Notes On… Obstacle Courses for Learning Experiences

There’s some great stuff out there on the science and structure of effective learning: concepts like constructivism; cognitive loads; and scaffolding.

But how can you design a great learning experience for people without getting lost in all the theories and models?

Here at Wavetable we love diving deep into learning science, but also find it incredibly helpful to think about our work through the lens of games.

Games are in the outputs: like the Curiosity Test we built for Amplitude’s product marketing team; or our remix of Cards against Humanity that acts as a tool to build skills in storytelling and conflict resolution.

But games are also a great way to help frame the higher level work.

Here’s an unusual game we apply to the way we approach the design of programs, workshops, and micro-learning experiences. And it comes courtesy of a French navy lieutenant.

Before Parkour

Lt. Georges Hebert

The concept of an Obstacle Course has been around a long time - since Ancient Roman times, and probably much earlier.

The term itself though wasn’t coined until the 1930s by legendary physical educator and French navy trainer Georges Hebert (fun fact: he described them as ‘un parcours’ - which led to what we now call ‘parkour’…). Hebert had his charges work hard.

Hold on a minute, though.

Barbed wire? Tunnels of mud? Rickety wooden structures that are 20ft high?

Unless you’re a real glutton for punishment, this doesn’t sound much like a game. Until you think about the other type of obstacle course - the one for kids.

These come with a multitude of colors, shapes, quirks, and surprises. Sometimes it’s a long-form outdoor activity; others it can be a simple board game where they roleplay a character of their choice.

And unlike their military namesake, these Obstacle Courses are inclusive rather than aiming to weed people out; they invite some strain, but avoid inducing pain.

What the two types of Obstacle Course do share is their audience-focused design and wide variety of modalities. They’re built to be challenging for their users - but not too challenging. They use a broad range of modes and formats to test out different abilities and keep people engaged.

As you may have guessed by now, the concept of the Obstacle Course maps wonderfully to designing experiential learning.

Build your own

Imagine your offering as an Obstacle Course. Sketch it out.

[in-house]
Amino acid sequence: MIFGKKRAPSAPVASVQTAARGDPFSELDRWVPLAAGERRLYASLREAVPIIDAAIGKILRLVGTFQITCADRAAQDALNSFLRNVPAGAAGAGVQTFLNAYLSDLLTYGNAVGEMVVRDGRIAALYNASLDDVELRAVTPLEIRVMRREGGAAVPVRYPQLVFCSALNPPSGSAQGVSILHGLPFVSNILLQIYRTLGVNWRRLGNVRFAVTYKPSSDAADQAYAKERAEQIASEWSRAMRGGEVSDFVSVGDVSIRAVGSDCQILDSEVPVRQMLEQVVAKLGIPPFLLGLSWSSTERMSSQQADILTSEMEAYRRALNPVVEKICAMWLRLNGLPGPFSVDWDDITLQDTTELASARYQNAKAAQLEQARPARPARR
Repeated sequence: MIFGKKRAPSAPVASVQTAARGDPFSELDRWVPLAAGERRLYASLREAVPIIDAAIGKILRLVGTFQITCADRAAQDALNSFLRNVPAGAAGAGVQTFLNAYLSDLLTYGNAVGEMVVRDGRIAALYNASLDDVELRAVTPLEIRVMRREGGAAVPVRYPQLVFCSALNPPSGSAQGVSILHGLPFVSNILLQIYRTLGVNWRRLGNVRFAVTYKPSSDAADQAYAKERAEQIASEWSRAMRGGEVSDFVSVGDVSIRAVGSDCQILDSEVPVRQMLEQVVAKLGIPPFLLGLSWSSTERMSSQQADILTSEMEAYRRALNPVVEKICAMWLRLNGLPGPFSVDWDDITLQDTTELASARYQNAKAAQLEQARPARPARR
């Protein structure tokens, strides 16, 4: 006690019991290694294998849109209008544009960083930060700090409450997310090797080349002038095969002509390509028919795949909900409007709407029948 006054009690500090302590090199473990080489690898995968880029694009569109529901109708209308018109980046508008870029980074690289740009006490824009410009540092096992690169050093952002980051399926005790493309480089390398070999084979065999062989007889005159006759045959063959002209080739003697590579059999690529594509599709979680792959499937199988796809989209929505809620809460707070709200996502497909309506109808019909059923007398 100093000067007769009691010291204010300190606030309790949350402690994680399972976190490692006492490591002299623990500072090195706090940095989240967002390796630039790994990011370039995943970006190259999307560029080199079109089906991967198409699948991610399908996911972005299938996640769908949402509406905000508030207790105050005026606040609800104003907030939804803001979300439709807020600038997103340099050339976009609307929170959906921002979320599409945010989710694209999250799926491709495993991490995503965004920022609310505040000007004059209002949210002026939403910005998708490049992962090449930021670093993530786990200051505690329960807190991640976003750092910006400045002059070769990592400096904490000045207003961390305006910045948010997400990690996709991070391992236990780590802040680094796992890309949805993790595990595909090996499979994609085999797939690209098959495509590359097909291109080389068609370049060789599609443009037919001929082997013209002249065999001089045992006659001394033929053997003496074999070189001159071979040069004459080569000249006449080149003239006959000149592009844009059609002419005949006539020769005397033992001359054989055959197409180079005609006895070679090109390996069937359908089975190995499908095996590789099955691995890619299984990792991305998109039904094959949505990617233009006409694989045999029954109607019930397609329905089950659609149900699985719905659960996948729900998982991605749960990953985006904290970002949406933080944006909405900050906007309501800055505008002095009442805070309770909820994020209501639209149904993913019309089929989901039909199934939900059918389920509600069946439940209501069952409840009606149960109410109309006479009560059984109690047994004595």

- Where is it located?
- How long does it last?
- Where are the really challenging bits going to be?
- What does the equipment look and feel like?
- When may their attention wander?
- How do people get warmed up?
- What’s in the background?
- And are there any surprises you want to spring?

Our friends Gary & Christina do a great job riffing on this concept for their $1k Kickstarter challenge:

Design an obstacle course, not a syllabus. One thing that we have validated repeatedly is that no amount of lecturing will get across the core points of this class; some things just have to be experienced. But as the instructors, we can’t fully control or design each student’s experience—rather, we have to build an obstacle course through which an experience is likely to happen.
When designing an obstacle course, our building blocks are habits, challenges, and constraints. We have learned that it’s important to keep the objectives for the students concrete, even if our teaching goals are lofty and abstract.
There is no one-size-fits-all design; instead, you have to design the obstacle course based on your setting and context. There are lots of factors to consider:
* How do you design an obstacle course that works for the whole class, when everyone is starting from a different place?
* How do you keep people moving?
* How do you build trust?

It doesn't matter if you’re starting out with one simple concept, working your way up the ranks, or are already a highly decorated general(ist).

The Obstacle Course is a powerful metaphor for all kinds of designers.

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